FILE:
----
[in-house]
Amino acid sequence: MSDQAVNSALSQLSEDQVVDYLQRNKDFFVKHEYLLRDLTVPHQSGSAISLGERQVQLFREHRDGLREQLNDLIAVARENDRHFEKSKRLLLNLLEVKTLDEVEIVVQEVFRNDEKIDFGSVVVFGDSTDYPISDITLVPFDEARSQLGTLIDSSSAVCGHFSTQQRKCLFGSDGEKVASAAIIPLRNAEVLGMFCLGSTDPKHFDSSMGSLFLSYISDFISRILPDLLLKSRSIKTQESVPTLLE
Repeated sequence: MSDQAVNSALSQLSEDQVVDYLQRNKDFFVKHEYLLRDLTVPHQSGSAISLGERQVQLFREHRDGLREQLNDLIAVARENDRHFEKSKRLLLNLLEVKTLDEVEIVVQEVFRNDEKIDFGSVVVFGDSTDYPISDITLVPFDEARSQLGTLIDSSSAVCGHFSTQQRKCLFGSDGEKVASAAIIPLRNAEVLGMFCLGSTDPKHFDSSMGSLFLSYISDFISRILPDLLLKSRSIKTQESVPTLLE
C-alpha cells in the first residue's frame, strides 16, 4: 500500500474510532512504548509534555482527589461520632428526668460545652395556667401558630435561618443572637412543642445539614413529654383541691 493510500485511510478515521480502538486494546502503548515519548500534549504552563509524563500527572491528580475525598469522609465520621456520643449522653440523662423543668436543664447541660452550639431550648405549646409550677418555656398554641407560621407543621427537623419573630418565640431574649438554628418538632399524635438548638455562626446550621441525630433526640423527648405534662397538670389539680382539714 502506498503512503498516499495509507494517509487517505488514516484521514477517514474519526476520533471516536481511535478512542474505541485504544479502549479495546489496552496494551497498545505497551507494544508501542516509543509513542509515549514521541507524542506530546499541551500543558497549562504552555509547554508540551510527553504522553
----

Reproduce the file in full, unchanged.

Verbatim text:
[in-house]
Amino acid sequence: MSDQAVNSALSQLSEDQVVDYLQRNKDFFVKHEYLLRDLTVPHQSGSAISLGERQVQLFREHRDGLREQLNDLIAVARENDRHFEKSKRLLLNLLEVKTLDEVEIVVQEVFRNDEKIDFGSVVVFGDSTDYPISDITLVPFDEARSQLGTLIDSSSAVCGHFSTQQRKCLFGSDGEKVASAAIIPLRNAEVLGMFCLGSTDPKHFDSSMGSLFLSYISDFISRILPDLLLKSRSIKTQESVPTLLE
Repeated sequence: MSDQAVNSALSQLSEDQVVDYLQRNKDFFVKHEYLLRDLTVPHQSGSAISLGERQVQLFREHRDGLREQLNDLIAVARENDRHFEKSKRLLLNLLEVKTLDEVEIVVQEVFRNDEKIDFGSVVVFGDSTDYPISDITLVPFDEARSQLGTLIDSSSAVCGHFSTQQRKCLFGSDGEKVASAAIIPLRNAEVLGMFCLGSTDPKHFDSSMGSLFLSYISDFISRILPDLLLKSRSIKTQESVPTLLE
C-alpha cells in the first residue's frame, strides 16, 4: 500500500474510532512504548509534555482527589461520632428526668460545652395556667401558630435561618443572637412543642445539614413529654383541691 493510500485511510478515521480502538486494546502503548515519548500534549504552563509524563500527572491528580475525598469522609465520621456520643449522653440523662423543668436543664447541660452550639431550648405549646409550677418555656398554641407560621407543621427537623419573630418565640431574649438554628418538632399524635438548638455562626446550621441525630433526640423527648405534662397538670389539680382539714 502506498503512503498516499495509507494517509487517505488514516484521514477517514474519526476520533471516536481511535478512542474505541485504544479502549479495546489496552496494551497498545505497551507494544508501542516509543509513542509515549514521541507524542506530546499541551500543558497549562504552555509547554508540551510527553504522553